Elizabeth’s Wildlife Center grateful for support

Crowdfunding campaign raises more than $3,000 for the centre in Abbotsford

A new campaign is raising funds for the nursery at Elizabeth’s Wildlife Center. Elizabeth Melnick is shown here with a house finch

A new campaign is raising funds for the nursery at Elizabeth’s Wildlife Center. Elizabeth Melnick is shown here with a house finch

Elizabeth Melnick of Abbotsford devotes most of her life to caring for the injured, abandoned and sick little creatures that come into her care.

Squirrels, birds, raccoons, bunnies and more are nursed back to health around the clock by Melnick’s gentle hand.

This devotion leaves little time for her to generate the funds required – an estimated $150,000 in 2013 alone – to keep Elizabeth’s Wildlife Center running.

Melnick is thrilled whenever generous citizens come forward to help.

Most recently, this community support manifested itself through a Black Press online crowdfunding site called BlackPress4Good.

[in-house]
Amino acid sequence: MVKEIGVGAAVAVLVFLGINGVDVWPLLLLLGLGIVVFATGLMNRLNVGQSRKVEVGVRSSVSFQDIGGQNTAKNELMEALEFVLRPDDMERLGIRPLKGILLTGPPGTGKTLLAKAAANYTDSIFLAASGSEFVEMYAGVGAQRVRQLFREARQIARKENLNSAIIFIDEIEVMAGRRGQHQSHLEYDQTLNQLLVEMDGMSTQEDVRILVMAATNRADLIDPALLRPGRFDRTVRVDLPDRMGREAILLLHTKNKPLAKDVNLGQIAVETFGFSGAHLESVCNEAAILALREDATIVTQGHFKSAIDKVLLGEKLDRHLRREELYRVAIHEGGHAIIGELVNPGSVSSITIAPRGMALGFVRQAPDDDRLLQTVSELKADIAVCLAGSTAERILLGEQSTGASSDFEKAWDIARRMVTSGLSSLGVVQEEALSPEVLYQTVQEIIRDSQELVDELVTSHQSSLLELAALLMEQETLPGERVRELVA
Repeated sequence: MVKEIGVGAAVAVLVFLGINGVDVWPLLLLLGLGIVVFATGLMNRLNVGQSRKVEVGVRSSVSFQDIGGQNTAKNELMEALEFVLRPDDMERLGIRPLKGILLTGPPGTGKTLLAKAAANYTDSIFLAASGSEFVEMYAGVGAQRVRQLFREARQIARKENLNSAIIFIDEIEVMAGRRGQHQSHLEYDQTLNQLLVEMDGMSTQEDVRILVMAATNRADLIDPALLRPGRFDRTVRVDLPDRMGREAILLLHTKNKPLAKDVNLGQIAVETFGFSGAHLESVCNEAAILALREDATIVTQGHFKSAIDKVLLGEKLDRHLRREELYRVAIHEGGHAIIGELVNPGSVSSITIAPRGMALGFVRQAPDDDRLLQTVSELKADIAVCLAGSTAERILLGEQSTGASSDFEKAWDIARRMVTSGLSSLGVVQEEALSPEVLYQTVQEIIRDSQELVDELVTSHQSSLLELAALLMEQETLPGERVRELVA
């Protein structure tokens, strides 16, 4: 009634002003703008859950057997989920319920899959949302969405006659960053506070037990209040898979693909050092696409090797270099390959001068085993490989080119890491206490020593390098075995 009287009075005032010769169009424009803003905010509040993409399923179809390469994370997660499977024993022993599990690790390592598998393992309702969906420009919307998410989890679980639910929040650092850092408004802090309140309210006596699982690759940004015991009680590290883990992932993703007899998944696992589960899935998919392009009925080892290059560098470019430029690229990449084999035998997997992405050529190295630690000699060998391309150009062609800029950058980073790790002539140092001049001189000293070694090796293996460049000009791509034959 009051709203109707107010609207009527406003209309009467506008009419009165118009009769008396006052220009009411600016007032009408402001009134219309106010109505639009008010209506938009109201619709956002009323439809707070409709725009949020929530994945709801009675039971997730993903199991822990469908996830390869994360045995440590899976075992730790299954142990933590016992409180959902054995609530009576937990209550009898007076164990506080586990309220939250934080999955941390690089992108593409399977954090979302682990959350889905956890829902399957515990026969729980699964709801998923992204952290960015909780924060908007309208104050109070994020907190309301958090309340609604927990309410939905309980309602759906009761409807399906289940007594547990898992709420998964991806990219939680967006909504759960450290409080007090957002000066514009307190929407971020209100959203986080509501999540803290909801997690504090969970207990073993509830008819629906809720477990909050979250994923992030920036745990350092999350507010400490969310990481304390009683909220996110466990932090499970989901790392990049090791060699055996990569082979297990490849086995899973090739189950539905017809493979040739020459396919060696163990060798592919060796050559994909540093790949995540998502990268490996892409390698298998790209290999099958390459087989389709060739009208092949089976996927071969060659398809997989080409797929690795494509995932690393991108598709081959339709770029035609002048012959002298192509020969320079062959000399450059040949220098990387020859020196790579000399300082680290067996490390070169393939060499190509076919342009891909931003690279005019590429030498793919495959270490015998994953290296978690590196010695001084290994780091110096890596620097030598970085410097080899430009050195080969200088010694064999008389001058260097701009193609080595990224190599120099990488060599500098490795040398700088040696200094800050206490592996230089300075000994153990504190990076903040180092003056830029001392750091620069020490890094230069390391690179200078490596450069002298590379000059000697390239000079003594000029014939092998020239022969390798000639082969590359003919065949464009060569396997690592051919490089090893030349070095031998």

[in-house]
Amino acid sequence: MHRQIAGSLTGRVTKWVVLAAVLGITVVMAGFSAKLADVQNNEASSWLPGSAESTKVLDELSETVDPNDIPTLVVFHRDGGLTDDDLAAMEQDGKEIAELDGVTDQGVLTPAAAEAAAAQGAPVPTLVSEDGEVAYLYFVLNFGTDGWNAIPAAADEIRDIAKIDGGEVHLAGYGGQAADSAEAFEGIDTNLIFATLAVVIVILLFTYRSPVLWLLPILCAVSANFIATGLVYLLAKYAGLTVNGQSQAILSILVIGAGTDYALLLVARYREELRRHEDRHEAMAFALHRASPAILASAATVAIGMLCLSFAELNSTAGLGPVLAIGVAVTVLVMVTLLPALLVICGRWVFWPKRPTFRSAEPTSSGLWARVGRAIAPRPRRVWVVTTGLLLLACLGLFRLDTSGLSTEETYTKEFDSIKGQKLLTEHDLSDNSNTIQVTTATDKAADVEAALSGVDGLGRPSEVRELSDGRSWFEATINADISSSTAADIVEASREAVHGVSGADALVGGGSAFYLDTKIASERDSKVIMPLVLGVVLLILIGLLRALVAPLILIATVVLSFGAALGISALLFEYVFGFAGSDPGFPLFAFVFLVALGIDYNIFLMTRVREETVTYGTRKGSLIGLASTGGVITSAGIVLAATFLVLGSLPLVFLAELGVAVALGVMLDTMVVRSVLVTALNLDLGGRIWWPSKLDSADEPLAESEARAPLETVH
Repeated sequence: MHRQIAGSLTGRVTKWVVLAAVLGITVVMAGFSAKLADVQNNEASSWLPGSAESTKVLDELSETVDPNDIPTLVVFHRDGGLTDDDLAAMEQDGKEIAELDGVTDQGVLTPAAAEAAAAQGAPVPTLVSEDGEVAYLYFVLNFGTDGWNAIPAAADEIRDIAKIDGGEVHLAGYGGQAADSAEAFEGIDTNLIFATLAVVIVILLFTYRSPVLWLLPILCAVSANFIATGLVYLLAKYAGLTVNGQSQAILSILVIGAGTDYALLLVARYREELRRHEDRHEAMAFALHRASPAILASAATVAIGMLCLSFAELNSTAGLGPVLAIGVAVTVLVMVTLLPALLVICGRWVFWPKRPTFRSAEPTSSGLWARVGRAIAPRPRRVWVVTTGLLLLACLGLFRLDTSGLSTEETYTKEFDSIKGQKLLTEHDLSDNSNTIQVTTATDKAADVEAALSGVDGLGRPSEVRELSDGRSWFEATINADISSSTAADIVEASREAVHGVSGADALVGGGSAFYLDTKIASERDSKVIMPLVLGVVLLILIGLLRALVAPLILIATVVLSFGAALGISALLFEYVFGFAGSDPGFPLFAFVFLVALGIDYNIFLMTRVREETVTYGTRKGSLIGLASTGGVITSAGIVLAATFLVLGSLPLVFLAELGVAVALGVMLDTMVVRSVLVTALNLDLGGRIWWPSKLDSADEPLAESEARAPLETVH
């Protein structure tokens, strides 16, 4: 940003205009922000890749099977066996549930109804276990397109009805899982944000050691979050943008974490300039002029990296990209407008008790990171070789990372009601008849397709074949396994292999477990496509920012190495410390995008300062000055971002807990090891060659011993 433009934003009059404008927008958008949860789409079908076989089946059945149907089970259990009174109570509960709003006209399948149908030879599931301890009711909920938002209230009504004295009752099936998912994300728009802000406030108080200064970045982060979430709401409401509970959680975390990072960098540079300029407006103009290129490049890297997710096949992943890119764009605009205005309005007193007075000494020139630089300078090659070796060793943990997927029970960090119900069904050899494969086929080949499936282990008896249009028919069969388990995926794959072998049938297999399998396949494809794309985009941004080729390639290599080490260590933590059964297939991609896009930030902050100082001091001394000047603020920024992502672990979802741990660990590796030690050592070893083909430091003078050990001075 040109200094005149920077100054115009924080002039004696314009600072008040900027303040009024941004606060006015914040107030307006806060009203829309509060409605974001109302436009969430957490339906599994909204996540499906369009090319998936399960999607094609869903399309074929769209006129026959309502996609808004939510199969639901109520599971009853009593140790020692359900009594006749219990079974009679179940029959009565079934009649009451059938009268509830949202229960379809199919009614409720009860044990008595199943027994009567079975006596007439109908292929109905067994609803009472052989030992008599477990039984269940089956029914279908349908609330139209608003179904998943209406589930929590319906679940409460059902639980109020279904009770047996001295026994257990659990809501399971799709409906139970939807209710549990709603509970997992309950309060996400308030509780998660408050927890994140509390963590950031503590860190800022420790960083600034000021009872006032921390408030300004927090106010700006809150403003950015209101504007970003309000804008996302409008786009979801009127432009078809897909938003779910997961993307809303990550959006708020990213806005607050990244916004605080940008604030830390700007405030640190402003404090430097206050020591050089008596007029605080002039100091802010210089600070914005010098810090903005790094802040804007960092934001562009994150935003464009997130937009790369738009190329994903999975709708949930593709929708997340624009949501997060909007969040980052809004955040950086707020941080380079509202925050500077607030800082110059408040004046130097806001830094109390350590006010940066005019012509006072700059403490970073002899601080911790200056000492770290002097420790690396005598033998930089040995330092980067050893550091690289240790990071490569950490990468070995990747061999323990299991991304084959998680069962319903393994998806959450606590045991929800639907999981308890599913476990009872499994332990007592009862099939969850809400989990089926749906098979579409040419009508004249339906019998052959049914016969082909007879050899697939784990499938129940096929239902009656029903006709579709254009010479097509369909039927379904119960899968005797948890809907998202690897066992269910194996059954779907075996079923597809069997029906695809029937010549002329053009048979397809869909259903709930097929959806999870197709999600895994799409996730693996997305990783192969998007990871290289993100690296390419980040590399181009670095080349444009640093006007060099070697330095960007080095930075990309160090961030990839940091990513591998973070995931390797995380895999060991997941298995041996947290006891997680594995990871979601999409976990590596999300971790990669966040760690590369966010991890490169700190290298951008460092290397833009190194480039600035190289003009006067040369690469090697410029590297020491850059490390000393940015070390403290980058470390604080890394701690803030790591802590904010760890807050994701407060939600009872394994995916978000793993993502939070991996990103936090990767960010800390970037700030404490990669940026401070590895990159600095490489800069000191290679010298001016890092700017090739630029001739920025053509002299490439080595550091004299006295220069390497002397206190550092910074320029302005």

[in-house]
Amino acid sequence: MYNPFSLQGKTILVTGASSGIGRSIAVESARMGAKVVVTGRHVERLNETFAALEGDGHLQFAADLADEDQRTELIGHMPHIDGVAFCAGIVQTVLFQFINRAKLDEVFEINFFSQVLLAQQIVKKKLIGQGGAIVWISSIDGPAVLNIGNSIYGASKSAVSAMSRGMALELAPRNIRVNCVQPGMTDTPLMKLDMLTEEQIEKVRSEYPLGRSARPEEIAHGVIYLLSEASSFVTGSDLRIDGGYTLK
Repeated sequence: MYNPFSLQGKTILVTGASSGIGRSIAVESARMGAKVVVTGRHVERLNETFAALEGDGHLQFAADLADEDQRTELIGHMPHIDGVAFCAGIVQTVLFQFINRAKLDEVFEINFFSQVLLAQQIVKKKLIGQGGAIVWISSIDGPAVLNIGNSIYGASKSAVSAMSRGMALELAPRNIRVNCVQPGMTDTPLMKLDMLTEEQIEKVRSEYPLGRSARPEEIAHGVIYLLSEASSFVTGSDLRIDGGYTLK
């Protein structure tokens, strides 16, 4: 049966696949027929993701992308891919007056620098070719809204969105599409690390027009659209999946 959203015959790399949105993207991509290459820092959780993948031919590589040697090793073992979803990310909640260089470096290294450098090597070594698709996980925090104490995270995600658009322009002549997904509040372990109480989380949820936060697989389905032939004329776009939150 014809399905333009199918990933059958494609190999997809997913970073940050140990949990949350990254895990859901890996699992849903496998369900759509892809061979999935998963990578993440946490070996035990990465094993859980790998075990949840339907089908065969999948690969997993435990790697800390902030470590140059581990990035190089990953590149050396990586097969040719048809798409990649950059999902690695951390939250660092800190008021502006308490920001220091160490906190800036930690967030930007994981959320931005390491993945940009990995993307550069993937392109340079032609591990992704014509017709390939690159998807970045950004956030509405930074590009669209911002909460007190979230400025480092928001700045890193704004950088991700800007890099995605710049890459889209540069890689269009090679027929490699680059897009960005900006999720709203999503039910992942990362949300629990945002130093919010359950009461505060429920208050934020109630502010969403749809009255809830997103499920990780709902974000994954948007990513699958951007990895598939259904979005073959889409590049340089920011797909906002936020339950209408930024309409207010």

A campaign to collect donations toward wildlife food supplies generated $3,200 for the centre.

Melnick said this support is invaluable. For example, she currently pays about $500 a month to purchase mealworms and insect food for some of the wildlife.

This expense doubles during the peak period through the spring and summer.

Melnick said she is thankful to everyone who contributed to the campaign.

“I can’t tell you enough how much that’s appreciated,” she said.

Contributions can still be made to that campaign, while a second one has started on BlackPress4Good to raise funds for a nursery at the centre.

Melnick said the nursery is in desperate need of a sink, plumbing, new flooring and finishing.

The building is one of the most important functions at Elizabeth’s Wildlife Center, as this is where the sick and injured animals are brought for immediate attention.

The centre has been operating since 1986 with no paid staff, and the only government funding it receives is a $14,000 grant each year from the City of Abbotsford.

The rest of the money comes from fundraisers and donations.

More than 1,000 birds and small animals are admitted to the centre each year, with approximately half of those being fully rehabilitated and released back into the wild.

For more information or to make a donation, visit abbynews.com/4Good, where other local fundraising campaigns include the Abbotsford Hospice Society and the Starfish Pack Program.



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